Since 2011, Chris has written over 2,000 articles that have been read more than 500 million times---and that's just here at How-To Geek. The new Microsoft Edge running on Chromium isn’t yet here officially, but a leaked build allows us to try out the browser in anticipation of its highly-anticipated release.
Using the browser on a daily basis isn’t obviously recommended as experimental builds like this can’t by any means become your main driver. For many users, switching to a different user agent and thus emulating another browser is a method to bypass certain website restrictions that concern a specific app.
For example, if a website doesn’t support Chromium, you can very well change the user agent to mimic a different browser like Mozilla Firefox. The best example is Skype for Web, which doesn’t work in Firefox anymore, so Mozilla users need to switch to another user agent to connect to the service.
For those unfamiliar with this screen, it’s specifically supposed to provide developers with advanced tools that let them analyze code and website performance. Changing the user agent is actually considered a developer option that helps webmasters check their pages against potential compatibility issues with different browsers.
By default, Microsoft Edge is configured to Select automatically the user agent, so you need to uncheck this option to be able to choose a custom setting. When you navigate to a webpage, the response from the server will depend on a number of factors.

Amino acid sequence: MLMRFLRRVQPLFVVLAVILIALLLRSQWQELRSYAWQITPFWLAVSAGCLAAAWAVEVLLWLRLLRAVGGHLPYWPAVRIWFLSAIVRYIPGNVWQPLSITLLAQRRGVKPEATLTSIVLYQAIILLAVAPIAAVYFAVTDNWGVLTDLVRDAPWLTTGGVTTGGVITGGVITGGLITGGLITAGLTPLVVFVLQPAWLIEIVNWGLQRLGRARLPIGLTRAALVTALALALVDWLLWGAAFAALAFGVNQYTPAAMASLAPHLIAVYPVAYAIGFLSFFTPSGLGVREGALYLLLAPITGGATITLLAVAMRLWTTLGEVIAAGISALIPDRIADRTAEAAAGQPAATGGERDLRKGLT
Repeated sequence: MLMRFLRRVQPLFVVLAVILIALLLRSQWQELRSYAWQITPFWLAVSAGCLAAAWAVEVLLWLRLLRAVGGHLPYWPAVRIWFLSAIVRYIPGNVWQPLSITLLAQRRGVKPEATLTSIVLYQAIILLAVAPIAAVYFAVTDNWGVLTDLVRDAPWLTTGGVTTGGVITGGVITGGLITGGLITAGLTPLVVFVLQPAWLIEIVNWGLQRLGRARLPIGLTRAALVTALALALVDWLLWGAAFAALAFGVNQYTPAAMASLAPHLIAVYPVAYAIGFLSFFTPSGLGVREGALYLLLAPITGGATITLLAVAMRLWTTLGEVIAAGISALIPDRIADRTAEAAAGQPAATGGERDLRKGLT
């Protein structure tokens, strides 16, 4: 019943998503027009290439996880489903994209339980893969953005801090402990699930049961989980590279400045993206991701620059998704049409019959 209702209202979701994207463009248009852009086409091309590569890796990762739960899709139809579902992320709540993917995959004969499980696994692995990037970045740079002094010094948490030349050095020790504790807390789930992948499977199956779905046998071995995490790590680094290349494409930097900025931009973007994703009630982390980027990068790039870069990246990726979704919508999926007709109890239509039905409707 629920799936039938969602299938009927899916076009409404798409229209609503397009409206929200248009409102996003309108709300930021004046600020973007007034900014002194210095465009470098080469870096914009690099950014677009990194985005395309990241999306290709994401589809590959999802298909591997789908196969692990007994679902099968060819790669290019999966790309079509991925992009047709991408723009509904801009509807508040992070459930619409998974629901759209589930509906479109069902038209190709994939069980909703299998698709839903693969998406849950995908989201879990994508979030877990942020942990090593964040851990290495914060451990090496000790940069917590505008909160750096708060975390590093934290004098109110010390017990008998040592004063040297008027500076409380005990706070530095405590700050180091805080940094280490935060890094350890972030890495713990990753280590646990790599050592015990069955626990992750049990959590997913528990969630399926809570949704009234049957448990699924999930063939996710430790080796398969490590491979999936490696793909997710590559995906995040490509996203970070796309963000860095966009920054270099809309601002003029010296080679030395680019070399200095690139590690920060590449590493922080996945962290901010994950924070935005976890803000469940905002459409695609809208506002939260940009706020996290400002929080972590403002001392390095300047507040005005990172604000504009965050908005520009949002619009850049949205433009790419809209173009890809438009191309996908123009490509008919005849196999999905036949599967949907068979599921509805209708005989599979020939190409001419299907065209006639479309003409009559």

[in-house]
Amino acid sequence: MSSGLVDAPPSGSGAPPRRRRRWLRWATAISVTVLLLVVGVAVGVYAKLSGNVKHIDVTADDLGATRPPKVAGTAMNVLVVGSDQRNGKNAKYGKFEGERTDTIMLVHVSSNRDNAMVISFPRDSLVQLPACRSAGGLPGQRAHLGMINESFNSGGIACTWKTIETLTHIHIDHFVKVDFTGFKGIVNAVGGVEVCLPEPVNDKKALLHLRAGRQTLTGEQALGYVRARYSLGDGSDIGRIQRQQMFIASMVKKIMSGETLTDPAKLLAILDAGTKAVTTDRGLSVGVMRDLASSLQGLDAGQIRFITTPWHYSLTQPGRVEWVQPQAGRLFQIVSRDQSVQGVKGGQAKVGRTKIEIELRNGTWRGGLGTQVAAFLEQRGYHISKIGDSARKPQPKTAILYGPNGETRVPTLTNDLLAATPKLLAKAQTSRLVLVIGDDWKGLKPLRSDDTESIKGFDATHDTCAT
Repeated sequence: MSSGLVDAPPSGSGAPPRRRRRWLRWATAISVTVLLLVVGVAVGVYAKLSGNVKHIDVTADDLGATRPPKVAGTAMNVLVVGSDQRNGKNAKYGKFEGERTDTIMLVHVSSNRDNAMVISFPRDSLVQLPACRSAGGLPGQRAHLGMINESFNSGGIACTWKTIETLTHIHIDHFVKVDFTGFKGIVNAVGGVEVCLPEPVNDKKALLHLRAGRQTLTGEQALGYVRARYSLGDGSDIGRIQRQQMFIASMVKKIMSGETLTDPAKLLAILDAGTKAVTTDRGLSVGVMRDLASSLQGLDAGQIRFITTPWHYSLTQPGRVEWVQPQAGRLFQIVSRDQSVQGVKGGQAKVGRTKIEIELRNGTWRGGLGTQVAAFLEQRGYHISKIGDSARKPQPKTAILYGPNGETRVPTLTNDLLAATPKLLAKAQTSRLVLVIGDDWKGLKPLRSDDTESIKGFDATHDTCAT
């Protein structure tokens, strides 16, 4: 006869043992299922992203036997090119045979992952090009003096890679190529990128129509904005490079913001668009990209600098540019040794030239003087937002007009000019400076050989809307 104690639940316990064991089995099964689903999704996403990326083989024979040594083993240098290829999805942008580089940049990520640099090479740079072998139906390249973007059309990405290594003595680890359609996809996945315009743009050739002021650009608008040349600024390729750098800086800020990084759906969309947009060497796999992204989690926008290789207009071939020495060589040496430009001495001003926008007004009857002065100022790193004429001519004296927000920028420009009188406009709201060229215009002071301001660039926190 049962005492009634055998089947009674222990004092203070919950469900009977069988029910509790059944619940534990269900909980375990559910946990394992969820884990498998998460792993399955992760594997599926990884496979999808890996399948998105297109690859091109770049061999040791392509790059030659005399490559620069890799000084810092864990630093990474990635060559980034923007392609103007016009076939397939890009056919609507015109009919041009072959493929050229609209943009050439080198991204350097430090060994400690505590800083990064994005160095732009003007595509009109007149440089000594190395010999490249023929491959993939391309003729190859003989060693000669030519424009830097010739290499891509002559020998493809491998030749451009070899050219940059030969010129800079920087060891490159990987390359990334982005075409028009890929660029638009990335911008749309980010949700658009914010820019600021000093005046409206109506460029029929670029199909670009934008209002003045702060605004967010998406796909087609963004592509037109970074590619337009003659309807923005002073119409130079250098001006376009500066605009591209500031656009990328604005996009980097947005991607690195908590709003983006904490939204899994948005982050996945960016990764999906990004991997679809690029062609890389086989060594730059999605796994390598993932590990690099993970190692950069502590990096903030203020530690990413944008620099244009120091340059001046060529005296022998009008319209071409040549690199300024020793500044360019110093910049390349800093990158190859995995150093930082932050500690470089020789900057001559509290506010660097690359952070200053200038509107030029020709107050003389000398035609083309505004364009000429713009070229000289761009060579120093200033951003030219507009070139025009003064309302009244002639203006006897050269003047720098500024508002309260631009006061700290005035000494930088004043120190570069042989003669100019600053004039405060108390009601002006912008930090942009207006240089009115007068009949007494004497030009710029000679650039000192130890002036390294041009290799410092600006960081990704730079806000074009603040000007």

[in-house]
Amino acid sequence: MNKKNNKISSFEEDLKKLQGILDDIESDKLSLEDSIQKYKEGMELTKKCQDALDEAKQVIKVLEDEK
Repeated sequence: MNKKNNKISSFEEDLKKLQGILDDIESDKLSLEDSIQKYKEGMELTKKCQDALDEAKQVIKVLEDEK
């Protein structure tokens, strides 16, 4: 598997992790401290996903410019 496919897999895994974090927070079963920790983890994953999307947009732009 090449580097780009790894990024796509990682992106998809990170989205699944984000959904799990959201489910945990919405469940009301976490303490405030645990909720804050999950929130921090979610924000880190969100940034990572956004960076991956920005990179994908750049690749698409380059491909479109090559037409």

The OS being used will be checked (Windows, Linux, Mac or Mobile) along with the browser (Firefox, Chrome, Safari and alike) and possibly the system architecture (x86, x64, etc.) It allows sites to determine specific details, which in turn alters how the page is served to the user.
For instance, menus will be easier to touch and read, and text will be more stripped down and readable. Normally, users are oblivious to the exchange of browser user agent data; there are, however, ways in which users and developers can change the user agent to test for different platforms or simply to mask their browser ID.
Browsers have a fingerprint that can help uniquely identify users with the user agent being one of these factors. When using Edge, open a page and press the F12 key to access the developer settings.
Select the “Emulation” tab and look for the Sergeant string list.” Here you can choose to make Edge mimic the browser of your choice. Just as with Edge, Chrome has an useragentchange within the developer settings, although it is a lot more complicated to access.
From there click “Tools” and then “Developer Options.” You can also easily access this via the key combination of Ctrl + Shift + I. As you can see below, there will be an option to change the user agent by unpicking the “Select automatically” box.
A warning will appear, but it is quite safe to proceed, providing you don’t change settings or flags without due care and attention. If you don’t fancy the idea of messing with a browser’s settings, then there are some add-ons and extensions that will do the job for you.
It is currently, at the time of writing this article, a featured extension from Firefox, so that may put to rest some concerns that users may have. Matthew Muller Matt has worked in the tech industry for many years and is now a freelance writer.